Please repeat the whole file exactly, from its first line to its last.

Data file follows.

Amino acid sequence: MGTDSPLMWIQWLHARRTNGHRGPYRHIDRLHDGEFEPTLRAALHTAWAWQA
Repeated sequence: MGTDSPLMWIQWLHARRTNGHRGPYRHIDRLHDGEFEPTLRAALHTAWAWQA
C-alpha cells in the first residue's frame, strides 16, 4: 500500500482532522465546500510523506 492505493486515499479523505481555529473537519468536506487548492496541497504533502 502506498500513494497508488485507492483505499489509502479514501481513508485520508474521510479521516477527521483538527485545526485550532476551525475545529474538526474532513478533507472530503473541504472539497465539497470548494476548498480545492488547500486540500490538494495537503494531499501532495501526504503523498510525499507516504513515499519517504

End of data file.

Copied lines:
Amino acid sequence: MGTDSPLMWIQWLHARRTNGHRGPYRHIDRLHDGEFEPTLRAALHTAWAWQA
Repeated sequence: MGTDSPLMWIQWLHARRTNGHRGPYRHIDRLHDGEFEPTLRAALHTAWAWQA
C-alpha cells in the first residue's frame, strides 16, 4: 500500500482532522465546500510523506 492505493486515499479523505481555529473537519468536506487548492496541497504533502 502506498500513494497508488485507492483505499489509502479514501481513508485520508474521510479521516477527521483538527485545526485550532476551525475545529474538526474532513478533507472530503473541504472539497465539497470548494476548498480545492488547500486540500490538494495537503494531499501532495501526504503523498510525499507516504513515499519517504